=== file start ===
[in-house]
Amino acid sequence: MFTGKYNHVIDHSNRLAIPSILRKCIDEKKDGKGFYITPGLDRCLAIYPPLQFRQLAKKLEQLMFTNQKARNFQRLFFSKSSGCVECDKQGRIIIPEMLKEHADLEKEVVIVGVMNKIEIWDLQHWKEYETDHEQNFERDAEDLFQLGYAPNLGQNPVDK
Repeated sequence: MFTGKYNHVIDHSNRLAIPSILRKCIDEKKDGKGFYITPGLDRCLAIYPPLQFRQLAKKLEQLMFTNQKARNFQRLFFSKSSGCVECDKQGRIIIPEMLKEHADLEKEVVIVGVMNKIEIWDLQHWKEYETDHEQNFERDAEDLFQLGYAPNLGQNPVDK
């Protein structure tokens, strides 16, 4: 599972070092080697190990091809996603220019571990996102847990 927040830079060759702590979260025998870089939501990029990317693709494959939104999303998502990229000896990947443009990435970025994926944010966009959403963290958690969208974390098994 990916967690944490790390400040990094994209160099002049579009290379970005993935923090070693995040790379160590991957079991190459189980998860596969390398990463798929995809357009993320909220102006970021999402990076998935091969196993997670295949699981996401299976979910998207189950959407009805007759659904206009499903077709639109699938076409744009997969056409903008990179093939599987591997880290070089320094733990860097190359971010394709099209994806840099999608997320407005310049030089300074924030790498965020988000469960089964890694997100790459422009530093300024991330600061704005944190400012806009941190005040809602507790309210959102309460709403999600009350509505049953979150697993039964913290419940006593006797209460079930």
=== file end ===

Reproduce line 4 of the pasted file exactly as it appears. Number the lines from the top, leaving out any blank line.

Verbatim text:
């Protein structure tokens, strides 16, 4: 599972070092080697190990091809996603220019571990996102847990 927040830079060759702590979260025998870089939501990029990317693709494959939104999303998502990229000896990947443009990435970025994926944010966009959403963290958690969208974390098994 990916967690944490790390400040990094994209160099002049579009290379970005993935923090070693995040790379160590991957079991190459189980998860596969390398990463798929995809357009993320909220102006970021999402990076998935091969196993997670295949699981996401299976979910998207189950959407009805007759659904206009499903077709639109699938076409744009997969056409903008990179093939599987591997880290070089320094733990860097190359971010394709099209994806840099999608997320407005310049030089300074924030790498965020988000469960089964890694997100790459422009530093300024991330600061704005944190400012806009941190005040809602507790309210959102309460709403999600009350509505049953979150697993039964913290419940006593006797209460079930």